How to generate Openstack Token using cURL

To access Openstack services through REST APIs, the identity service provides tokens.  Clients can obtain the token by supplying their valid credentials to the Keystone authentication service. Credentials are usually a combination of username, password, and optionally the project ID. Once the token is obtained, we can connect to other OpenStack services such as Nova, Cinder, etc., using the token and their API endpoints. These tokens are temporary and short-lived (default 1-hour); which means it is safer to use than username/password pairs. Before we see how to generate OpenStack token using cURL, let us see the diagram below showing how tokens are generated by Keystone and then used by the client to “sign” every subsequent API request.

generate Openstack Token using cURL

Below are the steps:

  • The client sends username and password
  • Keystone would:
    • Generate a token.
    • Store the token in its backend.
    • Send a copy of the token back to the client.
  • The client would cache the token.
  • The token would be then passed along with each API call by the client.
  • Upon each user request, the API endpoint would send this token back to Keystone for validation.
  • Keystone would take the token and match it against its auth backend (check token string, expiration date).
  • Keystone would return a “success” or “failure” message to the API endpoint.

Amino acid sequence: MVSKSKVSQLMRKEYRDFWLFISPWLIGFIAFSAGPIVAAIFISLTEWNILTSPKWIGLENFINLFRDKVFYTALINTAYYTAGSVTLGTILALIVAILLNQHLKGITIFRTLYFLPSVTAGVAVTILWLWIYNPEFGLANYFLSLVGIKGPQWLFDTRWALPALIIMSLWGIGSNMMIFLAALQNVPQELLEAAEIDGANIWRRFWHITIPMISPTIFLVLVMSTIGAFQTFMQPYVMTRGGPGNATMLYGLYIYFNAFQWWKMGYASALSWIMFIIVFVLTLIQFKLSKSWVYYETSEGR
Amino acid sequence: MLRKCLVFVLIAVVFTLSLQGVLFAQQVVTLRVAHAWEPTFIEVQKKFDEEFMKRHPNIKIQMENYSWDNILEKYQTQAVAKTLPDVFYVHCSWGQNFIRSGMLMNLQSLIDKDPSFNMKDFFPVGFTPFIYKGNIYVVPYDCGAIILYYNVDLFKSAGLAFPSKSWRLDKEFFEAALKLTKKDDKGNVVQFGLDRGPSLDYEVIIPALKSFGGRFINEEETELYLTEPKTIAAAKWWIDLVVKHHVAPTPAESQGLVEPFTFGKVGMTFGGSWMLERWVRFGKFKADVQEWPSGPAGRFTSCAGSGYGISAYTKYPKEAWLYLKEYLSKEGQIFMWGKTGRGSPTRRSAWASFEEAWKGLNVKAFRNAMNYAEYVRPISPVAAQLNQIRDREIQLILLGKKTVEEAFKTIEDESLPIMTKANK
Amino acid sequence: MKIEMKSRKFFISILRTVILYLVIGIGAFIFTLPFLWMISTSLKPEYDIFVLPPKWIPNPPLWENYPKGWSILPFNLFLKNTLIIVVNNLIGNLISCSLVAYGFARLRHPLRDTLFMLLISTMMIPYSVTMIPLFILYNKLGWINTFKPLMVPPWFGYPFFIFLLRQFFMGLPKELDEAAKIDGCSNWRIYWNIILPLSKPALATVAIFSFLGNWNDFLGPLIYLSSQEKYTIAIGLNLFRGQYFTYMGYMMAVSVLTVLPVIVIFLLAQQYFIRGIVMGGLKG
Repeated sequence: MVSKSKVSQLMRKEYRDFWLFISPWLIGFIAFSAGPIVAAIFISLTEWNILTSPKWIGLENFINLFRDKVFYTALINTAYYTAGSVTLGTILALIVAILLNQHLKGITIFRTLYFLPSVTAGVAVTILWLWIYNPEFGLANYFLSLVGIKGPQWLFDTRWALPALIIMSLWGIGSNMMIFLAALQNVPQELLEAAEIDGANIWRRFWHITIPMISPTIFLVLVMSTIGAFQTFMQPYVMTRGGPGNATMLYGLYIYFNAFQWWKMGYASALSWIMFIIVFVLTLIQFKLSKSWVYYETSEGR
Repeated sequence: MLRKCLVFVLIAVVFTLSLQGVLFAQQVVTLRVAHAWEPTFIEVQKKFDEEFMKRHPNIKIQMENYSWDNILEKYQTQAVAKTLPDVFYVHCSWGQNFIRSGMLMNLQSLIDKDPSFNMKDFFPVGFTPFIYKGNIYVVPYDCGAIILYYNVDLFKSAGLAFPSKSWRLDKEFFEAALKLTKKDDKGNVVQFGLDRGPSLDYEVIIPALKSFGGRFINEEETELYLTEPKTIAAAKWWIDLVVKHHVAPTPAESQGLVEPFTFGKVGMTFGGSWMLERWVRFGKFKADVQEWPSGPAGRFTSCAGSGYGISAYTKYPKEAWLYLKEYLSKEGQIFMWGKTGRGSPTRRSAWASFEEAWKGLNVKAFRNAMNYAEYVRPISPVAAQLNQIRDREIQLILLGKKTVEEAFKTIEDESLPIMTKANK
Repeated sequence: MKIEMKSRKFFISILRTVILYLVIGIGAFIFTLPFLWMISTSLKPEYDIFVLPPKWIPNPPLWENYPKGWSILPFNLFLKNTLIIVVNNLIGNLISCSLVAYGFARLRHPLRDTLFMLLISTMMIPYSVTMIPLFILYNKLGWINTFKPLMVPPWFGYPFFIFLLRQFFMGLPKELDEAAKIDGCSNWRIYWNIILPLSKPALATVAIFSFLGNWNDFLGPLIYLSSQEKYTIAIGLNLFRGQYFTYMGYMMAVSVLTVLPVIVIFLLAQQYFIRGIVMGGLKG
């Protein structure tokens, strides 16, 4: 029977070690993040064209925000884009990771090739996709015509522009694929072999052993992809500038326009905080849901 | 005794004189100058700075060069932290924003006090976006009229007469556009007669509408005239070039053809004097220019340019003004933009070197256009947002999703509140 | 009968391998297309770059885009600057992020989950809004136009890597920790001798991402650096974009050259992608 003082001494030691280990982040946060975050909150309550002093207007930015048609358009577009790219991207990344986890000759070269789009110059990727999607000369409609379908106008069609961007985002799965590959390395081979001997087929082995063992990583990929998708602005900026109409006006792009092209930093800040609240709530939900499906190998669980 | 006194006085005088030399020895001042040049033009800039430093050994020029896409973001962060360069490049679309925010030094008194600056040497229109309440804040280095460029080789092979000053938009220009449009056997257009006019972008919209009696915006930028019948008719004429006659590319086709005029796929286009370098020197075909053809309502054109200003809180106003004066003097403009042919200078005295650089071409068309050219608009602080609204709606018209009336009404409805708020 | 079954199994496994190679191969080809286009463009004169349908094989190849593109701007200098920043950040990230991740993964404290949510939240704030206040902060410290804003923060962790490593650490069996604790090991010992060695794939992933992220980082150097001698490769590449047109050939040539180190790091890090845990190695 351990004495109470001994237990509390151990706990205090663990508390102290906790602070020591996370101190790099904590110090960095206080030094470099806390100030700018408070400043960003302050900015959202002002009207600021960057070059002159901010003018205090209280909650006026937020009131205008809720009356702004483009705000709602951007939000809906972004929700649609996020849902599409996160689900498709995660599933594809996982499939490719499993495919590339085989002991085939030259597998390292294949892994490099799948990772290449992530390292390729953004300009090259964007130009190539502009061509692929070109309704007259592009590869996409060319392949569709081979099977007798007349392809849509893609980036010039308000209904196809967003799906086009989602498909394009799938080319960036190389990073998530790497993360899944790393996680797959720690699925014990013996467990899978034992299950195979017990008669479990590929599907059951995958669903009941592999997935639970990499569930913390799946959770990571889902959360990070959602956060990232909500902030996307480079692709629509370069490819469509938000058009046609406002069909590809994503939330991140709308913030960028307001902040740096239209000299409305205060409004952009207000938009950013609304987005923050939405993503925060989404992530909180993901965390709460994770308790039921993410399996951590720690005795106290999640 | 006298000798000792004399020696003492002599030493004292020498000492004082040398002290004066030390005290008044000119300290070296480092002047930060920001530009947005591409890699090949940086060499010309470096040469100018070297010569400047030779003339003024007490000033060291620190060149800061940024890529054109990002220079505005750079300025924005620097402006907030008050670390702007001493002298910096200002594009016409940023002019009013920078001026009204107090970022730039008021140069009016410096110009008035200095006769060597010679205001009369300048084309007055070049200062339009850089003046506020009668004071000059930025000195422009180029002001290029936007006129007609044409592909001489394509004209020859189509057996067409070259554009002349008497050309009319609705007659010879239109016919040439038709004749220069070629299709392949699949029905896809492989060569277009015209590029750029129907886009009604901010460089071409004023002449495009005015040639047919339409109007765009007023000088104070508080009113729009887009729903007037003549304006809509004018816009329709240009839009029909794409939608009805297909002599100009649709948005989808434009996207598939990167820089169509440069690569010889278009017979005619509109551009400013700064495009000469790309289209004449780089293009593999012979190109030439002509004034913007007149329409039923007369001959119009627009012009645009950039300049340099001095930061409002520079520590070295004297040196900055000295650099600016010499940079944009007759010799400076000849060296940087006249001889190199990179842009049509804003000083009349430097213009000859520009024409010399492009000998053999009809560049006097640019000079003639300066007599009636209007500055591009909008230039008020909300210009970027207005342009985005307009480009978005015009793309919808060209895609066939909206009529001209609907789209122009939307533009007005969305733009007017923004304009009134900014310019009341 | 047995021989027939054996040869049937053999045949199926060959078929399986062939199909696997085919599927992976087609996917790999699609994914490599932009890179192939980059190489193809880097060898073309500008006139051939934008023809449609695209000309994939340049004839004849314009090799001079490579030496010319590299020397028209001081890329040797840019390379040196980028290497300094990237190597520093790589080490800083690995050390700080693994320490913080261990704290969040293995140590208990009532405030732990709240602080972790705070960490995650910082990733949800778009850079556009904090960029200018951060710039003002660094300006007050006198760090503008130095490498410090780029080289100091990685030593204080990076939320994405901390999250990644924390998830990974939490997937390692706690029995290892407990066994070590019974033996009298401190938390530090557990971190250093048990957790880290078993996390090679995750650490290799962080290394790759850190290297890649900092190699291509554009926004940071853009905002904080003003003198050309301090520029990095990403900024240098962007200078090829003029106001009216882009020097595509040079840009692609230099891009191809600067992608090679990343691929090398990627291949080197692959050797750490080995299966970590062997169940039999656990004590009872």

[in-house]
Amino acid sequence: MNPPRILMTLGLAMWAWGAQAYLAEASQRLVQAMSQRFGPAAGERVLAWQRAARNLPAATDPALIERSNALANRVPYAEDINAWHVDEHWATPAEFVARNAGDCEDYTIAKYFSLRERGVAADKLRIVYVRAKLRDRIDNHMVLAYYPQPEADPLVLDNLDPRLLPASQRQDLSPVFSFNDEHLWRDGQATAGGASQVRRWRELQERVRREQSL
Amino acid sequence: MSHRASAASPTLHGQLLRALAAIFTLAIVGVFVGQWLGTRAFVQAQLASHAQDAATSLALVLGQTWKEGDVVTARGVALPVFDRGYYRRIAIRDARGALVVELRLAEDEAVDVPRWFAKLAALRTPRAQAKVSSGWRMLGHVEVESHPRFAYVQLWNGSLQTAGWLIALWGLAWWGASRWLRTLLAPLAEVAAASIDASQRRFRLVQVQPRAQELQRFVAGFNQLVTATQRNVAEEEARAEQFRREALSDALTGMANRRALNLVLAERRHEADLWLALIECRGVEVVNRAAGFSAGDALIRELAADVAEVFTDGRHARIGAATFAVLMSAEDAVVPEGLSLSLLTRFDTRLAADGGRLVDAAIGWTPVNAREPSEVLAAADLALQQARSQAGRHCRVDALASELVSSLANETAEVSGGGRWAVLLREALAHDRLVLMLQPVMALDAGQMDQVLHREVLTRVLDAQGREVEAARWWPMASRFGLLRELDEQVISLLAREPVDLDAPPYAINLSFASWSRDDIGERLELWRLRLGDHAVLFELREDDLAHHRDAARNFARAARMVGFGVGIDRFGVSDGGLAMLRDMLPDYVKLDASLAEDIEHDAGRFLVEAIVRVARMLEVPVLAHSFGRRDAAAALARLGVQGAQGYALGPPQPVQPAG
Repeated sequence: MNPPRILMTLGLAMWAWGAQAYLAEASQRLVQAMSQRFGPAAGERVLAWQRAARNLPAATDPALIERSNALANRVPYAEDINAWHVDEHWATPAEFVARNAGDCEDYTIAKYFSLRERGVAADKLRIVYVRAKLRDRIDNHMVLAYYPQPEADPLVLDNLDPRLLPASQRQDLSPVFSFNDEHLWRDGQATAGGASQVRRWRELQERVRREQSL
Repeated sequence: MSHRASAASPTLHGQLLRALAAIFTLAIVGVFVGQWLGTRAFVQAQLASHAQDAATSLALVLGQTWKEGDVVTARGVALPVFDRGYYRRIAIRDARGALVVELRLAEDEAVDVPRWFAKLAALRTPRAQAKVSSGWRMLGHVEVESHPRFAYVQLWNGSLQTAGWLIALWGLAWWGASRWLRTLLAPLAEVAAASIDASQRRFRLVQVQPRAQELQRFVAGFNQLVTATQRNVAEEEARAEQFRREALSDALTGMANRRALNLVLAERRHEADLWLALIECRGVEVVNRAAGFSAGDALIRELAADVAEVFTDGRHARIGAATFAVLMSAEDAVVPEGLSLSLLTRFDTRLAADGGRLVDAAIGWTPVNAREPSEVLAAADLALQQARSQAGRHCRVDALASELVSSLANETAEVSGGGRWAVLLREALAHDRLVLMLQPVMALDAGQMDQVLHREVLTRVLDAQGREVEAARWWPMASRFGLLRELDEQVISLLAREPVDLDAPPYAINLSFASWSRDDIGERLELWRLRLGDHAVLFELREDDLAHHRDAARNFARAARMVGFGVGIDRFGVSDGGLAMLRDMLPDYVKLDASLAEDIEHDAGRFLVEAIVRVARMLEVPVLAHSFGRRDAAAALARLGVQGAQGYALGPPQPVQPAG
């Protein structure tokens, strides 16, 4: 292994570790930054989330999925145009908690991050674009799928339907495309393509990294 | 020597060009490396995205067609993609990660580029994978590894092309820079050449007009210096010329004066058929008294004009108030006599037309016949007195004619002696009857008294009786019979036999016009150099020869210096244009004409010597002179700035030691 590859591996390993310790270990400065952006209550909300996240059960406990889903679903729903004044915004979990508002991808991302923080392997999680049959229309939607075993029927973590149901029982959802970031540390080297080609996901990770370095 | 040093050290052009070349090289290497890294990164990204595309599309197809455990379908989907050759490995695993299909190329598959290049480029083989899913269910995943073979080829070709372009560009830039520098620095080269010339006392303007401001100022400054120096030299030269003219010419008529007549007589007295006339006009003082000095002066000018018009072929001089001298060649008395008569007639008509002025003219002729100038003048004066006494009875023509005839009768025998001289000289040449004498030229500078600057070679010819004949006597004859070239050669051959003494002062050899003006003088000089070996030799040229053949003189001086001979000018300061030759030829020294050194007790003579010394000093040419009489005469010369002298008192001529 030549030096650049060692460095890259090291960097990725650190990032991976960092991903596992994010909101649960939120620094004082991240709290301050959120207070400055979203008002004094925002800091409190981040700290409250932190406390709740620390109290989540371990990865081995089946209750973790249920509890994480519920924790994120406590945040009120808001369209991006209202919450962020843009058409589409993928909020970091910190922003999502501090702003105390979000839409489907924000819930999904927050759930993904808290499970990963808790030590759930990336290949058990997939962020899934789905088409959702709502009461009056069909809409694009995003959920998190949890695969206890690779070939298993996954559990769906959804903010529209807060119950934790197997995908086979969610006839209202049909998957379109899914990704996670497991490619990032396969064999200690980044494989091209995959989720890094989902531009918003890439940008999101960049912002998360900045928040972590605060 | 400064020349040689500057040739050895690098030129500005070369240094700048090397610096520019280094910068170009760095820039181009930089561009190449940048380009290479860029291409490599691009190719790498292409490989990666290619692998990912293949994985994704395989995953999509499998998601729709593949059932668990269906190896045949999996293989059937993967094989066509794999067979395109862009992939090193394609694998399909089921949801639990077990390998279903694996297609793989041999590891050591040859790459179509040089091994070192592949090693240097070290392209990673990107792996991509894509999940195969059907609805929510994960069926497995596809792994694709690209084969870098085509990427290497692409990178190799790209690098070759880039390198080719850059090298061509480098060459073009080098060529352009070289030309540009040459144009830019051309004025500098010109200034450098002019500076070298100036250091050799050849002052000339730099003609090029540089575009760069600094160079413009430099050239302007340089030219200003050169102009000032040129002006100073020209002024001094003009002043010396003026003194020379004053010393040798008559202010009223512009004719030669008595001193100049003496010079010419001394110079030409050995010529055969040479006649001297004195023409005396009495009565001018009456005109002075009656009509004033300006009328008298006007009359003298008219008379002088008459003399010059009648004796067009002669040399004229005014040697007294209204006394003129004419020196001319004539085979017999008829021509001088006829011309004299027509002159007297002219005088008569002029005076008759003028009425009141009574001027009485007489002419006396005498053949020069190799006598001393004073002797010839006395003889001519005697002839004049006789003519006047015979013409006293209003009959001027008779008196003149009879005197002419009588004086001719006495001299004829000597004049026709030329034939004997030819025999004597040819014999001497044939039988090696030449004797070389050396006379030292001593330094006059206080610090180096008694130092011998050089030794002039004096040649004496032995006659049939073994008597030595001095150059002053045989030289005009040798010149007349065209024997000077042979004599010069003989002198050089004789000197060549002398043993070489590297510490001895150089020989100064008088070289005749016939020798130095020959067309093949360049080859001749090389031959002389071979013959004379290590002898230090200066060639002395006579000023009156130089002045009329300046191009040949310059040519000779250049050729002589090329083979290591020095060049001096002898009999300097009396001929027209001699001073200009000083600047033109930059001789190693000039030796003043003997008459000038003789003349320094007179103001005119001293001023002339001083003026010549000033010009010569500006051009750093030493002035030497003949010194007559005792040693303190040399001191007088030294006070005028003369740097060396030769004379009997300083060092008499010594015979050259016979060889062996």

• The further endpoint would process the request based on the Keystone return message.

For the demonstration purpose, we shall use cURL to obtain tokens:

The Identity endpoint: http://192.168.30.10:5000/v3/auth/tokens

Credentials to authenticate contain the below parameters:

  • User Domain (required)
  • Username (required)
  • Password (required)
  • Project Domain (optional)
  • Project Name (optional)
  • Project ID (optional)

Additionally, you can request the scope of a token based on Project and Domain. Below cURL command passes User Domain, Username, and Password along with the scope of the token to be project-based.

$ export TOKEN=`curl --silent -X POST -H "Content-Type: application/json"   -d '{ "auth": { "identity": { "methods": ["password"], "password": { "user": { "name": "admin", "domain": { "id": "default" }, "password": "Openstack123" }  } }, "scope": { "project": { "name": "admin", "domain": { "id": "default" } } } } }' -i "http://192.168.30.10:5000/v3/auth/tokens" | grep X-Subject-Token | cut -d ":" -f 2`

$ echo $TOKEN
gAAAAA...5R-dbCLGBlH-bH7rBIBjh84QhyQtRgqjO-VLvpneBXr....7P9Q

Each time you make a REST API request to an OpenStack service, you need to supply an authentication token in the X-Auth-Token request header. We shall see how to connect to Openstack services through API in a series of posts.

Read more about OpenStack API documentation here.

Updated on December 29, 2021

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